Always follow the care instructions on the pillow label to avoid damaging the material. Consider professional cleaning to preserve the quality of down or feather pillows, while synthetic pillows can often be washed at home with a mild detergent.

Maintaining the cleanliness of your pillows is essential for a good night’s sleep and your overall health. Pillows can harbor bacteria and other harmful microorganisms, making it important to clean them regularly. By following these simple steps and tips, you can ensure your pillows remain clean, fresh, and sanitary, so you can rest easy.

Editors' Recommendations

Scott Harris
Scott Harris is a freelance writer based near Washington, DC, with more than a decade of experience covering health…
How to clean glass shower doors the right way (say goodbye to streaks)
The natural way to get a sparkling, clear shower door — without all the chemicals
Shower with a glass door

Glass shower doors add a touch of elegance to any bathroom, but they can quickly lose their sparkle because of soap scum, grime, and pesky streaks. Fear not! With the right cleaning techniques and a few simple ingredients, you can restore your glass shower door to its pristine condition. Let's explore effective methods for how to clean glass shower doors without leaving behind streaks.
What is the best thing to use to clean glass shower doors?

When it comes to cleaning glass shower doors, you have two primary options: DIY natural cleaners or commercial glass cleaners. DIY solutions are often cost-effective and environmentally friendly, while commercial cleaners may offer convenience and specialized formulas for tough stains.
White vinegar and dish soap for cutting grime
For a powerful yet natural cleaning solution, mix equal parts white vinegar and water in a spray bottle, adding a few drops of dish soap. Spray the solution onto the glass surface and let it sit for a few minutes to loosen the grime. Then, scrub gently with a sponge or microfiber cloth and rinse thoroughly with water. However, exercise caution when using vinegar on surfaces like natural stone, as it can cause damage.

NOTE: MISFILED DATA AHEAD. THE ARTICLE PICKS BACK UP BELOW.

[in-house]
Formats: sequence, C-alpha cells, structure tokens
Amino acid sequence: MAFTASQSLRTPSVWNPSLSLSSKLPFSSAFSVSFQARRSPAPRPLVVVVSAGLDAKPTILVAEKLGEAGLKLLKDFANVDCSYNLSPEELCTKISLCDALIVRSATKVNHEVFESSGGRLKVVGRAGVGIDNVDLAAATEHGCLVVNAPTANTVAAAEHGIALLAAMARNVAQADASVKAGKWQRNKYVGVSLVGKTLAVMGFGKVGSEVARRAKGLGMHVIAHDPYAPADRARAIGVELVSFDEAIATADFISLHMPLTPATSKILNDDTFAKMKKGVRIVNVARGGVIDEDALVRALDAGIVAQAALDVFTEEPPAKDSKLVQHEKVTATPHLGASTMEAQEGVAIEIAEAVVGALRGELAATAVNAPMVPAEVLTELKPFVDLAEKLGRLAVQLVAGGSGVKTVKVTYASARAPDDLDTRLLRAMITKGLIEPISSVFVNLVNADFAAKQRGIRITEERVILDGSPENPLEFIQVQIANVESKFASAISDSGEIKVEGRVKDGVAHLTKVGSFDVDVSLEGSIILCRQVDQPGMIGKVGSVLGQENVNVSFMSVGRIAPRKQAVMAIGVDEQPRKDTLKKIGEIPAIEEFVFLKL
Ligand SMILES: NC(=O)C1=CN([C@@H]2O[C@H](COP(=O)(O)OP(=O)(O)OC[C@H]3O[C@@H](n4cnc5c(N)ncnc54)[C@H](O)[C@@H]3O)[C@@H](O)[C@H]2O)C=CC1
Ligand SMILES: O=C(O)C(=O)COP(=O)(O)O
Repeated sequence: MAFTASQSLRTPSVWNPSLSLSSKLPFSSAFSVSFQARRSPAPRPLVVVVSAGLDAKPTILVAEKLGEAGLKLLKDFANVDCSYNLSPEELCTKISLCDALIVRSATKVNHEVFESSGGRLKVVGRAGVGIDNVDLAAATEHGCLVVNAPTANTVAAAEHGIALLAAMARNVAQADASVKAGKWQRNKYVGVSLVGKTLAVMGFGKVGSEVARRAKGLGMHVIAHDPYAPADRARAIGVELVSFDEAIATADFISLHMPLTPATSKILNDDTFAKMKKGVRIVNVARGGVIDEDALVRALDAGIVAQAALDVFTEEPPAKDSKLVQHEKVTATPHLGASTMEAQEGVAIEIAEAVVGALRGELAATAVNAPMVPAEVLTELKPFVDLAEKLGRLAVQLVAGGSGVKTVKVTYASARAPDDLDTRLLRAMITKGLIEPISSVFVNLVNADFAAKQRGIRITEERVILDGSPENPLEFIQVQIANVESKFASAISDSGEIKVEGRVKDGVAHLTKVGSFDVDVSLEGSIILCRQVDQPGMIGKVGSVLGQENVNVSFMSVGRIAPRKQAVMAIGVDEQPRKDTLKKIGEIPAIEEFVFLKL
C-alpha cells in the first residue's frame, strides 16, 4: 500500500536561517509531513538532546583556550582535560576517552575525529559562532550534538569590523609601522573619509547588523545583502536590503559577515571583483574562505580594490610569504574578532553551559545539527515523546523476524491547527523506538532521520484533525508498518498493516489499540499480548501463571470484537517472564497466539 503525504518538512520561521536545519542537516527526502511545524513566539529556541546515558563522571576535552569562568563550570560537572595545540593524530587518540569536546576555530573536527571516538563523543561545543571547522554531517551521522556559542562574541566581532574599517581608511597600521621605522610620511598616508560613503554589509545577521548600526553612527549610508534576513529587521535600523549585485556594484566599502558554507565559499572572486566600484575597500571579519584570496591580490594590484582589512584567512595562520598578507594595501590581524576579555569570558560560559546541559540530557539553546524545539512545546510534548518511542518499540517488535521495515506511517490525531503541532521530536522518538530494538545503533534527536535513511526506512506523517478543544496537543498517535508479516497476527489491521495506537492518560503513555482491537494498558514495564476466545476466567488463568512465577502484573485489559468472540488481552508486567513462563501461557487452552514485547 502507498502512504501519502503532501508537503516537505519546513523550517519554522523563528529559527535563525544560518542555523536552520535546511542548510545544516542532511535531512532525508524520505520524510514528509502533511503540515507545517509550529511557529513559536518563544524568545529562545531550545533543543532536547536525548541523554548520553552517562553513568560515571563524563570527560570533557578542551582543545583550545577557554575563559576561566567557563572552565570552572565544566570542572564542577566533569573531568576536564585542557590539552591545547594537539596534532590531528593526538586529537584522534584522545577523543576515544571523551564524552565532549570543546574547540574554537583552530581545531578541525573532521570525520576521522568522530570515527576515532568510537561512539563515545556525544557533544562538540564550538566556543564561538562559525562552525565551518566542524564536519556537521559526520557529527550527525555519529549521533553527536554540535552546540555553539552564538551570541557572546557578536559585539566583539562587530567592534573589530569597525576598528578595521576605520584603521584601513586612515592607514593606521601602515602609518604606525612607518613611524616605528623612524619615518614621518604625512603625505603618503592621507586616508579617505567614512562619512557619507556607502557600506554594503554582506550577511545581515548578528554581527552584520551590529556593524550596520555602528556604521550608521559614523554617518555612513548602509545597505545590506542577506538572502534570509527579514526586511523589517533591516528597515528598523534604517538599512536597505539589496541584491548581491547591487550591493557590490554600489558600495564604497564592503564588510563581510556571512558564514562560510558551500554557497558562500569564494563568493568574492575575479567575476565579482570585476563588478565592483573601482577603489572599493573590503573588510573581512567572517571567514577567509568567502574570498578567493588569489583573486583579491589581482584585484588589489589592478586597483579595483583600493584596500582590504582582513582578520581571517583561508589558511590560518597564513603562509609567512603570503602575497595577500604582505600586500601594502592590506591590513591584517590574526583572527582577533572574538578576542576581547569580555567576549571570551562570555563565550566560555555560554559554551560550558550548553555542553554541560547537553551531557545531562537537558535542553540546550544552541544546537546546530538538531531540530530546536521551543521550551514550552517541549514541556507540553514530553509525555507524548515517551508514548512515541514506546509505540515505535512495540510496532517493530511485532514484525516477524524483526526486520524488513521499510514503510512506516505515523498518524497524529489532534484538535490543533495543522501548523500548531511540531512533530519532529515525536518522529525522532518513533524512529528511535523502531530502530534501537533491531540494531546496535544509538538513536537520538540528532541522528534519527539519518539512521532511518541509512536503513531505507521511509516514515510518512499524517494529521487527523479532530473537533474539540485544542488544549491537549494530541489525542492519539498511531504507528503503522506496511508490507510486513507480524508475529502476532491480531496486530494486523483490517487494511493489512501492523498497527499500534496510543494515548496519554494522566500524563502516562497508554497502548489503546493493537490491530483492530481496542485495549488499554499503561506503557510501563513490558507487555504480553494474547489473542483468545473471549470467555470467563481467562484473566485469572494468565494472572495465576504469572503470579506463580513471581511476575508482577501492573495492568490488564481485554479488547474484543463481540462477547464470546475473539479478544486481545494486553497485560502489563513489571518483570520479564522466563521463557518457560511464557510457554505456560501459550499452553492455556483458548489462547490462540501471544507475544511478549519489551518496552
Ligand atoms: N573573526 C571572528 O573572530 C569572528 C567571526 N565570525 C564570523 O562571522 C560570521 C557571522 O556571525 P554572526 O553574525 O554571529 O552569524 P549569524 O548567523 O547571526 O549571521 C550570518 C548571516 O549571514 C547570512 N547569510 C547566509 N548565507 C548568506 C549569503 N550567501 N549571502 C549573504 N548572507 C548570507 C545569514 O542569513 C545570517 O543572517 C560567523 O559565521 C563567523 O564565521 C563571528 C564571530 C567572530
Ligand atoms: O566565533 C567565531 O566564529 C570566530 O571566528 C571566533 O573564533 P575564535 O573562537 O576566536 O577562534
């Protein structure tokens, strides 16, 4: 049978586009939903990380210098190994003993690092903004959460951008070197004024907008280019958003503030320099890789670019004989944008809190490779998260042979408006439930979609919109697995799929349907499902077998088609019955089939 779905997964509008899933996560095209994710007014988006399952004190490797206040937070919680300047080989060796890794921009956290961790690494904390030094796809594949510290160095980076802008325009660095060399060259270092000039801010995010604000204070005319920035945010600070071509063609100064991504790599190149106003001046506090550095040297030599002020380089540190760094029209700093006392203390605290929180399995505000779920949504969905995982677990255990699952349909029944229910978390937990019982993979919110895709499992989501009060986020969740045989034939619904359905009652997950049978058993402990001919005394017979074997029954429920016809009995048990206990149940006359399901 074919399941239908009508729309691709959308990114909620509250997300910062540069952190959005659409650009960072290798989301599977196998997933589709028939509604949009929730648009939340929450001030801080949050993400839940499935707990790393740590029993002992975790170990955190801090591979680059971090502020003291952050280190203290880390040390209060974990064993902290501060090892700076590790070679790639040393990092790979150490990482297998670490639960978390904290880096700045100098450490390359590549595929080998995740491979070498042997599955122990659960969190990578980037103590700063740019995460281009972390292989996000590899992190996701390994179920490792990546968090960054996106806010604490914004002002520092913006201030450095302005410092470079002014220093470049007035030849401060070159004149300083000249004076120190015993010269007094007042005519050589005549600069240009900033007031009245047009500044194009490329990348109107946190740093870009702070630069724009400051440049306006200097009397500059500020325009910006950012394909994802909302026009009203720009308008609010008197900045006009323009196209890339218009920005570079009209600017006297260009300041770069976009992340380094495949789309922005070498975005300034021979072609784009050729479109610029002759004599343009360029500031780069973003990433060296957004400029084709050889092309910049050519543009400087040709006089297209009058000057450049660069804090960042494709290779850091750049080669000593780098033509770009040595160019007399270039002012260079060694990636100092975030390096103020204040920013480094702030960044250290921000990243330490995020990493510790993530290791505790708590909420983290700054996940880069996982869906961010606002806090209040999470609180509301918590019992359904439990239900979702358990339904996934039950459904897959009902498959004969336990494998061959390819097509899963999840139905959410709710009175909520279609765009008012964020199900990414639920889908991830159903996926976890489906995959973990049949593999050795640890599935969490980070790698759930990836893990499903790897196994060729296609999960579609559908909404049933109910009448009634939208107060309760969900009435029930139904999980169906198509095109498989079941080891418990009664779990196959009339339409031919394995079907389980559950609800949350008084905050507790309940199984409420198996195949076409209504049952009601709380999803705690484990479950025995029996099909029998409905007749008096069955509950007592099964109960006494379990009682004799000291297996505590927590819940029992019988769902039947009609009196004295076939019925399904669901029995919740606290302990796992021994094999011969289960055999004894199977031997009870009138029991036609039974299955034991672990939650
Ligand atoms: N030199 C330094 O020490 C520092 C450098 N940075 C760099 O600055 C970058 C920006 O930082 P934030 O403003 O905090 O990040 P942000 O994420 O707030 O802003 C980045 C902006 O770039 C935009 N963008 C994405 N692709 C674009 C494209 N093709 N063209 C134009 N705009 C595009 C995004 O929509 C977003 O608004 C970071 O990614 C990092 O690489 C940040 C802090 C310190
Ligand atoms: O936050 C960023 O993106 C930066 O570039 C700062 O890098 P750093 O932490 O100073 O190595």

Baking soda and dish soap instead of vinegar solution
If you prefer to avoid vinegar, a mixture of baking soda and dish soap can also effectively tackle grime on glass shower doors. Create a paste by mixing baking soda with a small amount of dish soap, then apply it to the glass using a sponge or cloth. Scrub gently in circular motions, focusing on areas with stubborn stains, before rinsing thoroughly.
Lemon and lemon oil to kick streaks to the curb
Harness the power of citrus to banish streaks from your glass shower doors. Simply cut a lemon in half and rub it directly onto the glass surface, focusing on areas with visible streaks. The acidic properties of the lemon help dissolve residue while leaving behind a fresh, citrusy scent. For added protection against future water marks, lightly coat the glass with lemon oil after cleaning. Your glass won't streak again for a long time!
Tips for keeping your glass shower doors clean and streak-free

Read more
How to wash a weighted blanket in 4 simple steps
Proper care and maintenance are essential with weighted blankets
Woman sleeping with gray blanket and navy sheets

Weighted blankets have gained popularity for their ability to alleviate anxiety and improve sleep quality. However, when it comes to washing your bedding, proper maintenance is a big part of ensuring you can enjoy your weighted blanket for years to come. Let's discuss some of our maintenance best practices and our recommendations for how to wash a weighted blanket in just a few simple steps.

What's inside a weighted blanket?
Before we dive into the how-to's, it's important to understand what exactly these blankets are made of. Weighted blankets are filled with materials like glass beads, plastic pellets, or even rice to provide the desired weight. These materials are distributed evenly throughout the blanket to apply gentle pressure across the body, promoting relaxation and calming effects in your bedroom.

Read more
How to clean silver flatware so it sparkles
Tips to get your silver looking beautiful
Piles of silverware on a black surface

Silver flatware adds elegance and charm to any dining experience. However, over time, silverware can tarnish and lose its luster. Learning how to clean silver properly can help restore its shine and beauty, ensuring your flatware continues to sparkle for years to come. Let's explore why silver tarnishes, the best hacks for cleaning silver, and how to polish and store your silver flatware properly to prevent tarnishing.

Why does silver tarnish?
Silver tarnishes because of a chemical reaction between the silver and sulfur-containing compounds in the air. This reaction forms silver sulfide, a dark layer that dulls the surface of the silverware. Factors such as exposure to air, moisture, and certain chemicals can accelerate tarnishing. Additionally, handling silver with foods containing sulfur compounds, such as eggs or onions, can also contribute to tarnish buildup over time.

Read more